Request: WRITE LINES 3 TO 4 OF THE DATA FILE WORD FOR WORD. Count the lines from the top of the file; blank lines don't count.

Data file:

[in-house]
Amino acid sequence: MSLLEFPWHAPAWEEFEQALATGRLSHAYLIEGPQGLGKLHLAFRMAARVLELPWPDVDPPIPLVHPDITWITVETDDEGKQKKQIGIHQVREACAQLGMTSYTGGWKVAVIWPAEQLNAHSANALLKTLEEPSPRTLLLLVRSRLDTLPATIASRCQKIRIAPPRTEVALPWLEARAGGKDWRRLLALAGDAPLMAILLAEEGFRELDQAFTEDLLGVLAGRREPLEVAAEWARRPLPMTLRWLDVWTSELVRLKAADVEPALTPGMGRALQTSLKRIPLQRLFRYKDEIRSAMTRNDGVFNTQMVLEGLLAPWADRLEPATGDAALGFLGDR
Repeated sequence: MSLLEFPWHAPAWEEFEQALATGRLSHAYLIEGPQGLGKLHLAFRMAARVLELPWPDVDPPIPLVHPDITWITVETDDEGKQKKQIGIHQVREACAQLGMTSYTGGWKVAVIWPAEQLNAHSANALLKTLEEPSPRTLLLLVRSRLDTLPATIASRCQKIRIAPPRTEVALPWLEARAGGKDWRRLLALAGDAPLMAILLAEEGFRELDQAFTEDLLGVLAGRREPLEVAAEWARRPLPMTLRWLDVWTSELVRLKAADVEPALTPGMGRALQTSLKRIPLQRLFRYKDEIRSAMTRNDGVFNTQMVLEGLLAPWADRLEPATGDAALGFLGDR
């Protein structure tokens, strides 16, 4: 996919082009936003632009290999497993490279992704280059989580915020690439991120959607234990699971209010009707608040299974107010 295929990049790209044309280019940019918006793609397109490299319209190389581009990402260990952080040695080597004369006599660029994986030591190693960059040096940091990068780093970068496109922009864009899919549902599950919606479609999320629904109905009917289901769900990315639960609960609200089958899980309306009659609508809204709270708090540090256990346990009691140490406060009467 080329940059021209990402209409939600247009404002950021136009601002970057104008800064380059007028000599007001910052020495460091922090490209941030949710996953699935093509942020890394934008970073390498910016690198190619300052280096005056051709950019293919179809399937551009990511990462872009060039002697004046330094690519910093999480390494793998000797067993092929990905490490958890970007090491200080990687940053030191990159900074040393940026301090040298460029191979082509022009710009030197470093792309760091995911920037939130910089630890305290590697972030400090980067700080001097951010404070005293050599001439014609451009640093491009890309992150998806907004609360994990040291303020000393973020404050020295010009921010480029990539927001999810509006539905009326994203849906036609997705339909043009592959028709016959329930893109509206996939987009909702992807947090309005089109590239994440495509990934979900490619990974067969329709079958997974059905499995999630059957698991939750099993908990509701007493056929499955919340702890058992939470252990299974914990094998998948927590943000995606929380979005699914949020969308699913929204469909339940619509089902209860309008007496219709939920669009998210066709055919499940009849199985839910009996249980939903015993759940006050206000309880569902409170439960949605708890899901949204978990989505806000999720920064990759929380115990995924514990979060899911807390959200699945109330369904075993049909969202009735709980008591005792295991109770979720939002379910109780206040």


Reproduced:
Repeated sequence: MSLLEFPWHAPAWEEFEQALATGRLSHAYLIEGPQGLGKLHLAFRMAARVLELPWPDVDPPIPLVHPDITWITVETDDEGKQKKQIGIHQVREACAQLGMTSYTGGWKVAVIWPAEQLNAHSANALLKTLEEPSPRTLLLLVRSRLDTLPATIASRCQKIRIAPPRTEVALPWLEARAGGKDWRRLLALAGDAPLMAILLAEEGFRELDQAFTEDLLGVLAGRREPLEVAAEWARRPLPMTLRWLDVWTSELVRLKAADVEPALTPGMGRALQTSLKRIPLQRLFRYKDEIRSAMTRNDGVFNTQMVLEGLLAPWADRLEPATGDAALGFLGDR
């Protein structure tokens, strides 16, 4: 996919082009936003632009290999497993490279992704280059989580915020690439991120959607234990699971209010009707608040299974107010 295929990049790209044309280019940019918006793609397109490299319209190389581009990402260990952080040695080597004369006599660029994986030591190693960059040096940091990068780093970068496109922009864009899919549902599950919606479609999320629904109905009917289901769900990315639960609960609200089958899980309306009659609508809204709270708090540090256990346990009691140490406060009467 080329940059021209990402209409939600247009404002950021136009601002970057104008800064380059007028000599007001910052020495460091922090490209941030949710996953699935093509942020890394934008970073390498910016690198190619300052280096005056051709950019293919179809399937551009990511990462872009060039002697004046330094690519910093999480390494793998000797067993092929990905490490958890970007090491200080990687940053030191990159900074040393940026301090040298460029191979082509022009710009030197470093792309760091995911920037939130910089630890305290590697972030400090980067700080001097951010404070005293050599001439014609451009640093491009890309992150998806907004609360994990040291303020000393973020404050020295010009921010480029990539927001999810509006539905009326994203849906036609997705339909043009592959028709016959329930893109509206996939987009909702992807947090309005089109590239994440495509990934979900490619990974067969329709079958997974059905499995999630059957698991939750099993908990509701007493056929499955919340702890058992939470252990299974914990094998998948927590943000995606929380979005699914949020969308699913929204469909339940619509089902209860309008007496219709939920669009998210066709055919499940009849199985839910009996249980939903015993759940006050206000309880569902409170439960949605708890899901949204978990989505806000999720920064990759929380115990995924514990979060899911807390959200699945109330369904075993049909969202009735709980008591005792295991109770979720939002379910109780206040």